We've now owned it for about 4 months. In that time, the following has gone wrong: one of the power windows does not go down; the other power window only goes down if you take the switch out and hold it a certain way while pressing the button; more often than not it is driving itself; it overheats; the thermostat has gone whack; the CD player and radio have both stopped working; and it makes very strange noises. We are not in love with it. In fact, we make insulting references towards it under our breath when we WALK by it on the way to the Vespa, which has outshone it in every possible way.

A few weeks ago, we decided that enough was enough. We were going to do what we could to make it remotely appealing (to another couple of suckers like us) and get it out of our lives for good. To be fair, it has done what we wanted it to do and we really only drive it once a week. We put in a couple of afternoons "working" on it, meaning that Kurt did the work as I watched, thought we'd fixed it, and then took it out for a drive, only to find that it was still driving itself, making noise, and generally acting unpleasant. As a last resort, Kurt bought a bottle of carb cleaner (?), sprayed it on something (?), found that it was still acting up, gave up, and left it. We ignored it for over a week. The insults became a little more insulting.

A week later, the weather was crap so out of necessity, we got into the car and let it take us grocery shopping. However, to our surprise, it let Kurt drive this time. We were cautiously impressed, but thought it had to be a one-off. Still, we toned down our insults and gave it another chance on Saturday, when it impressed us again. Weird noises? Gone. Driving itself? Not anymore. Windows? Still whack, but what are you going to do. light of the fact that a taxi to our place will cost at least $80, while you can park at the airport for $5/day, we are going to keep it until our trips are over with. Once that's done, we can (and have to) help it to move on, before it breaks again. I have to admit, I feel more warmth towards it than before, but I'm sure it's just sitting out there plotting its next move, and I'm really not that interested in sticking around to see what it is.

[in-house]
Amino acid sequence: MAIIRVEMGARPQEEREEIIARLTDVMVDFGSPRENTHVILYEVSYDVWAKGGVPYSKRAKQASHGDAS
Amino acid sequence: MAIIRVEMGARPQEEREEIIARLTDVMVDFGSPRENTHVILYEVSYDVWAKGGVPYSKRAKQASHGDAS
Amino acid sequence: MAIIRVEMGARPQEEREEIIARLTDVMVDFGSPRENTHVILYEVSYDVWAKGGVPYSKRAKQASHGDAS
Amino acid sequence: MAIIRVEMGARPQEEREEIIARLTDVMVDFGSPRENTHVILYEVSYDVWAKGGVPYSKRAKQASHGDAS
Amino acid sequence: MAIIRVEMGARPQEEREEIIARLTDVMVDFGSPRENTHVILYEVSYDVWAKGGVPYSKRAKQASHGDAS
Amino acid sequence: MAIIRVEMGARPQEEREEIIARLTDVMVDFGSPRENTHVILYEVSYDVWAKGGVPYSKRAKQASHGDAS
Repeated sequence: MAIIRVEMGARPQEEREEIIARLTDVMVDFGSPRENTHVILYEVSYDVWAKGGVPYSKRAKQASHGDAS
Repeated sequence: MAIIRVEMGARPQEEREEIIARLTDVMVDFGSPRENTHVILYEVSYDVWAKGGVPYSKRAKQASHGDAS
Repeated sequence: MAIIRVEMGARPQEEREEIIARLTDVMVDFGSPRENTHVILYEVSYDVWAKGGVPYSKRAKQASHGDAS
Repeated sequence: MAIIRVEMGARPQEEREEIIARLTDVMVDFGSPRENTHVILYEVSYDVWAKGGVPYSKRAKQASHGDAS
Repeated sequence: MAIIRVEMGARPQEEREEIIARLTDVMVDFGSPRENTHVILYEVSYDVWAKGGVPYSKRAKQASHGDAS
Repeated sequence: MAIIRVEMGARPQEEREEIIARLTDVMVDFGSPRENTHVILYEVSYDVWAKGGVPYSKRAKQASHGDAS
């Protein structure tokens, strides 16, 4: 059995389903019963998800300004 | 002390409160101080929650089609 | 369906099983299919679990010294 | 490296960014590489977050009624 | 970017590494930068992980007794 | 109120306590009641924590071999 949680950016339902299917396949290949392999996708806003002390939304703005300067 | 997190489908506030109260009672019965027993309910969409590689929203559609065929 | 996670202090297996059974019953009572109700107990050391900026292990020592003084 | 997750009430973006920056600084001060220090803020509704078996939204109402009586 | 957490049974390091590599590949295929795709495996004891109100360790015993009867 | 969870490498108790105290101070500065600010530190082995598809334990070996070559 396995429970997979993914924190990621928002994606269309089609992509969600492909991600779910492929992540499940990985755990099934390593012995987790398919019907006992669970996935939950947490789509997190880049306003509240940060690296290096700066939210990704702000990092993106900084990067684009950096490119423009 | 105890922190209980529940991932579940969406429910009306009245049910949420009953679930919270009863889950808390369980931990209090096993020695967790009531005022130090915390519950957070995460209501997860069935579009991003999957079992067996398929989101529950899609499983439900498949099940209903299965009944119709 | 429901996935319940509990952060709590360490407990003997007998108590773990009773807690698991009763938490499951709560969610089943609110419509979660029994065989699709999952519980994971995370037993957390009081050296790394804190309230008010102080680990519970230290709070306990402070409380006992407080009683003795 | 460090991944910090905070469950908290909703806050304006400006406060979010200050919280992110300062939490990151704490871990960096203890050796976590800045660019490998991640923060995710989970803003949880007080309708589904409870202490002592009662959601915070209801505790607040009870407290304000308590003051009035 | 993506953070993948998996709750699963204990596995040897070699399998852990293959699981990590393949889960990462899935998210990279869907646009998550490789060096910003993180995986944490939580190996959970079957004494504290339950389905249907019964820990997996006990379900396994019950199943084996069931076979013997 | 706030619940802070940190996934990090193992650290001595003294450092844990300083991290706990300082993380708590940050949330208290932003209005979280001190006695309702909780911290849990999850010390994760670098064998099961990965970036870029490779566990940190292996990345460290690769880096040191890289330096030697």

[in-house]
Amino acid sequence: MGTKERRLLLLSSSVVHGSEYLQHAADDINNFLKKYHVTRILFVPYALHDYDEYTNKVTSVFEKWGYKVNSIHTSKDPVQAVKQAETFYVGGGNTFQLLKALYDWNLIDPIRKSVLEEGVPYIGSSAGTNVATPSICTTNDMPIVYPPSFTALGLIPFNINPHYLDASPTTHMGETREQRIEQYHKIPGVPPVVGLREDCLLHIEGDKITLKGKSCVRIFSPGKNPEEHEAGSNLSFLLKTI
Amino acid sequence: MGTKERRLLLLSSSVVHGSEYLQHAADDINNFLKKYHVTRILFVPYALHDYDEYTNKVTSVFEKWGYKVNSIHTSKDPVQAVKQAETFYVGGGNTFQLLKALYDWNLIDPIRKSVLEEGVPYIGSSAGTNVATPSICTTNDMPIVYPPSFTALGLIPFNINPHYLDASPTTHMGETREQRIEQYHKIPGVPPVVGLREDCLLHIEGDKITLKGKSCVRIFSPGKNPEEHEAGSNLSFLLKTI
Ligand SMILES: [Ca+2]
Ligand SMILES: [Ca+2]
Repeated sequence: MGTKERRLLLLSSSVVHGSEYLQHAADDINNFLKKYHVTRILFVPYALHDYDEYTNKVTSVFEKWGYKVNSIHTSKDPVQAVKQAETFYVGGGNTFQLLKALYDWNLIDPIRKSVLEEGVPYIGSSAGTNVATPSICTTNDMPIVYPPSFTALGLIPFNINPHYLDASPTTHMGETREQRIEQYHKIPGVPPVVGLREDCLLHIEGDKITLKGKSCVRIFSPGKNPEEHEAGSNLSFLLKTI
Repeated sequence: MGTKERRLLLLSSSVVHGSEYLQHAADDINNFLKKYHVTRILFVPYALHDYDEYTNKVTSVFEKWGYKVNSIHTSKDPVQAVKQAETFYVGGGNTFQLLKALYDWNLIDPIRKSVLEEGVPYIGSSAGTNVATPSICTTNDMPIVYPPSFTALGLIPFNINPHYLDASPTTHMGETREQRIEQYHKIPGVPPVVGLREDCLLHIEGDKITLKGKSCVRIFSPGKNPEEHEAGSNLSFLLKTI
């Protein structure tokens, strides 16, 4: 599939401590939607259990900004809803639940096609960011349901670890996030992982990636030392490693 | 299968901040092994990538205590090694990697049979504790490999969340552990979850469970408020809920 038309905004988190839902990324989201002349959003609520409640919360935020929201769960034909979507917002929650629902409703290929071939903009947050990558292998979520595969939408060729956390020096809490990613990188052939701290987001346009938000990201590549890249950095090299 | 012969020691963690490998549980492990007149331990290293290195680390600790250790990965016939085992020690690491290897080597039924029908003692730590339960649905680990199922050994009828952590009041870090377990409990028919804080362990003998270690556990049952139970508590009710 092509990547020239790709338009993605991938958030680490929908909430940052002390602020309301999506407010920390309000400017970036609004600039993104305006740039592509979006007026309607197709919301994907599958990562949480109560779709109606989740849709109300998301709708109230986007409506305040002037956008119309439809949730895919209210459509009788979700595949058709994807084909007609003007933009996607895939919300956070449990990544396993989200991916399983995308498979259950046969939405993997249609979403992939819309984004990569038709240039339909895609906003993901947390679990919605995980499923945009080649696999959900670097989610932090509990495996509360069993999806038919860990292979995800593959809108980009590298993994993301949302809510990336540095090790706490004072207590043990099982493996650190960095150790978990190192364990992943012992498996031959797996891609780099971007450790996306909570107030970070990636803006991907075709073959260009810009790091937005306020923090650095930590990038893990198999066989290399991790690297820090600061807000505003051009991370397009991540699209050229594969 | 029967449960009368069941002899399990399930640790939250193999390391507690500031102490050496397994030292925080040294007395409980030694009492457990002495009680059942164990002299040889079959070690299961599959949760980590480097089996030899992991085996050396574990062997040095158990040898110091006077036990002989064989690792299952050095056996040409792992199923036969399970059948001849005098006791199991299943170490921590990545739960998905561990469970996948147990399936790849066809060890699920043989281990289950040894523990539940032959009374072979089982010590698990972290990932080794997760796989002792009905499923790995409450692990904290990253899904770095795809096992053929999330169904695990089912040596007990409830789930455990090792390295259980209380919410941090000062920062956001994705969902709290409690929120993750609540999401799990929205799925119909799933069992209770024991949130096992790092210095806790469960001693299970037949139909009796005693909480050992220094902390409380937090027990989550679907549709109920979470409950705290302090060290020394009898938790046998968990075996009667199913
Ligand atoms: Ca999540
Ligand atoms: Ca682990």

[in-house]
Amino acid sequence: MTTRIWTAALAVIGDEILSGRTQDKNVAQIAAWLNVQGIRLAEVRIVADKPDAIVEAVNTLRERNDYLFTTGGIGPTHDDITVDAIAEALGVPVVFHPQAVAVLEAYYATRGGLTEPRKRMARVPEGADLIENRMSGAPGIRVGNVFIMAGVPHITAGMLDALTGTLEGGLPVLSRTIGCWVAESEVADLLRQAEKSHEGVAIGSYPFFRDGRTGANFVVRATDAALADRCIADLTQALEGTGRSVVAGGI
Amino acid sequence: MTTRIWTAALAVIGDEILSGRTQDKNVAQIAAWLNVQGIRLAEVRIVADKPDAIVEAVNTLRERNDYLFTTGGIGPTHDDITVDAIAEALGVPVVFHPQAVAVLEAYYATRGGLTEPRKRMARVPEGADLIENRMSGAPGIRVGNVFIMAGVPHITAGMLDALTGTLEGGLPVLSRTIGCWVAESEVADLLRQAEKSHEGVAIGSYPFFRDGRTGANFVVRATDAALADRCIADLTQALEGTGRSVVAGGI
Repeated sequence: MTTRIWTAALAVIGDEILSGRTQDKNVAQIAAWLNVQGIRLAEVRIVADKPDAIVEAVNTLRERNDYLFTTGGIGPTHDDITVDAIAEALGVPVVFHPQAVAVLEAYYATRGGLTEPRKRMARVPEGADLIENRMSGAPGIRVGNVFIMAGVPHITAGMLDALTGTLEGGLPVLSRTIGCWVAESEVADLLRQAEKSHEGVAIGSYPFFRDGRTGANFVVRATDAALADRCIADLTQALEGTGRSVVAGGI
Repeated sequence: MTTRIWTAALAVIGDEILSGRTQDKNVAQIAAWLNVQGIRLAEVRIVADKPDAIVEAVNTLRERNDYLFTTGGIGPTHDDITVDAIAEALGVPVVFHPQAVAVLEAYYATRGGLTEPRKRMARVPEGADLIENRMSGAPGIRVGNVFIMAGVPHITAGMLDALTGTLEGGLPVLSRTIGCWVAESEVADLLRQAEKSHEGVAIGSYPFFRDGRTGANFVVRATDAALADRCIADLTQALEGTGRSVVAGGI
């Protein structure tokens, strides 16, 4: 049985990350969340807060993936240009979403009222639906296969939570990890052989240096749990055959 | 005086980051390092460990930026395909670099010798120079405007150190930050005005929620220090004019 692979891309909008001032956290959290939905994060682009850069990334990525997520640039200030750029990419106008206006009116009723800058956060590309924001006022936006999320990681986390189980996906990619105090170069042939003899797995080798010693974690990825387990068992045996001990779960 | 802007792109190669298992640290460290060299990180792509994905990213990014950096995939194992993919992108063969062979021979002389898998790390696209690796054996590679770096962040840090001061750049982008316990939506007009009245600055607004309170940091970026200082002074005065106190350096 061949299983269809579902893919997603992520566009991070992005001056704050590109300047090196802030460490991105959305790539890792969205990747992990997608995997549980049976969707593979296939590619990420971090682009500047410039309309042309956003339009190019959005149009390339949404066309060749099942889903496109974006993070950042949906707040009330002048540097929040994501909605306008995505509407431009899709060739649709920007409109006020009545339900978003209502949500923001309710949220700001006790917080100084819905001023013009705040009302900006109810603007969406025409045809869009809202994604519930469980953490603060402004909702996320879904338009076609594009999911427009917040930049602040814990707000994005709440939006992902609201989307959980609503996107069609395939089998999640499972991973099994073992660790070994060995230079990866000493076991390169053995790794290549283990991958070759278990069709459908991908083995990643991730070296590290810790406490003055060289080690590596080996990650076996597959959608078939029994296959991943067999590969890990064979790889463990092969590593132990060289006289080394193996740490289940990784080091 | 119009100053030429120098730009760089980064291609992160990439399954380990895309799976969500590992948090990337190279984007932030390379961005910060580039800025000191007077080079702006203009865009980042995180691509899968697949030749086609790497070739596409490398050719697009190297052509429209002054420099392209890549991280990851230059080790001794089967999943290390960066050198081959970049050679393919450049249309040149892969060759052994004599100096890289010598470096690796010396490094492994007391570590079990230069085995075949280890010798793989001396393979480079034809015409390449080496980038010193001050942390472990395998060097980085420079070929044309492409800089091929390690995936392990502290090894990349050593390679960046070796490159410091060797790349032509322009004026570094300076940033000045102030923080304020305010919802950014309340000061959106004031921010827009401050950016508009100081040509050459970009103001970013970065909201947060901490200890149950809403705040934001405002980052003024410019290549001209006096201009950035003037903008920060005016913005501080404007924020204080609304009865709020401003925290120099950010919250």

Fords = not so much.

Other Places.

In the four and a half years that we have been together, Kurt and I have never once been on a trip that wasn't either with family or to visit family, or a combination of the two. Weird, right? Maybe. But when we were in Ottawa, Victoria was always at the top of my list of places to fly to and, if the money and vacation time were there, that's where we went. For the past two years, we've been lucky enough to fit in a sunny 10 days in Mexico each February, where we'd meet up with my parents. My parents are pretty laid back...if we'd wanted to do our own thing and have our "own" vacation each day, we totally could have...but we never felt the need to. What can I say? My parents are cool and we both enjoy their company, and I spend a good portion of my year missing having them around. Also, my Dad's meticulous research has always kept things interesting with new places to scout out. Without them, we never would have found the totally random crocodile farm, the even more random hot springs in the middle of the desert, or the amazing beach we were engaged on.

Other trips together have included a long weekend trip to Maine with his family ( mouth still waters for the Maine lobster) and a trip to Florida with them which, actually, was the closest we've come to a trip on our own, since we drove his parents car back to Ottawa (a grand total of 24 hours). We've squeezed in a couple of weekends in Montreal, and most recently, an awesome weekend in New York - without a doubt the best weekend of 2008 so far. I know we've been really lucky to have had opportunities to travel at all and to have always enjoyed paid vacation benefits from our employers. Without these little excursions, however short or functional, I'm not sure I would have lasted the 5 years in Ottawa. It really is hard to be away from family and our favorite people (and the many people who fall into both categories).

Now that we're both in the "away from family" boat, we're even more set on trips that a) get us off the island and b) afford us the chance to visit with these people. Not only that, but there are lots of demands on us to come home as well...not that we mind them one bit. But, we are both more and more excited by the idea of going off on our own and doing our own thing and, with a wedding coming up, there comes along with it an expectation that we will do just that so...the honeymoon research has begun. When? How? And most importantly, where?

We have so far decided on the following:

1) It will be to a place where neither of us has been before AND where the local population does not speak English as its first language.

2) It will be for a significant period of time...hopefully two weeks or more. Best case scenario? A month. (never going to happen).

3) We will be completely out of touch while we're gone. Work will just have to deal.

4) Like Heather, as few North American tourists as possible.

5) Good food. We are foodies, after all.

6) Legwork requirement. I want to do the research and form the perfect trip for us.

7) A TRIP vs. a VACATION. There is a difference.